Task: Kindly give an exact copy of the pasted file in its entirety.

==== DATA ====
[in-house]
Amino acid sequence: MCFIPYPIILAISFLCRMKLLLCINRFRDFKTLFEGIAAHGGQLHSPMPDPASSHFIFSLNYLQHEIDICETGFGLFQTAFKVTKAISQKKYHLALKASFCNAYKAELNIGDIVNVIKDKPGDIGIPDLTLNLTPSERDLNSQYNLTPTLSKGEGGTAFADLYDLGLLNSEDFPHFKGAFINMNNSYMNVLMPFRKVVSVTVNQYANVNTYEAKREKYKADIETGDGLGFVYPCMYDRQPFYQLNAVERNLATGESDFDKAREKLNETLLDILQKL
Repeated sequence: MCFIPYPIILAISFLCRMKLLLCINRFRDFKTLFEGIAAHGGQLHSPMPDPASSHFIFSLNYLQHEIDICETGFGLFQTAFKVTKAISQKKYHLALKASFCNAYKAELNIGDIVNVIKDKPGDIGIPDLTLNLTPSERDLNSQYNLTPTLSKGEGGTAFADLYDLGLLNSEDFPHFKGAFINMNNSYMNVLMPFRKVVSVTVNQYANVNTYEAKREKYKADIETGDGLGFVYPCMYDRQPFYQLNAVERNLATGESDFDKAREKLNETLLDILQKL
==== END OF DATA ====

[in-house]
Amino acid sequence: MCFIPYPIILAISFLCRMKLLLCINRFRDFKTLFEGIAAHGGQLHSPMPDPASSHFIFSLNYLQHEIDICETGFGLFQTAFKVTKAISQKKYHLALKASFCNAYKAELNIGDIVNVIKDKPGDIGIPDLTLNLTPSERDLNSQYNLTPTLSKGEGGTAFADLYDLGLLNSEDFPHFKGAFINMNNSYMNVLMPFRKVVSVTVNQYANVNTYEAKREKYKADIETGDGLGFVYPCMYDRQPFYQLNAVERNLATGESDFDKAREKLNETLLDILQKL
Repeated sequence: MCFIPYPIILAISFLCRMKLLLCINRFRDFKTLFEGIAAHGGQLHSPMPDPASSHFIFSLNYLQHEIDICETGFGLFQTAFKVTKAISQKKYHLALKASFCNAYKAELNIGDIVNVIKDKPGDIGIPDLTLNLTPSERDLNSQYNLTPTLSKGEGGTAFADLYDLGLLNSEDFPHFKGAFINMNNSYMNVLMPFRKVVSVTVNQYANVNTYEAKREKYKADIETGDGLGFVYPCMYDRQPFYQLNAVERNLATGESDFDKAREKLNETLLDILQKL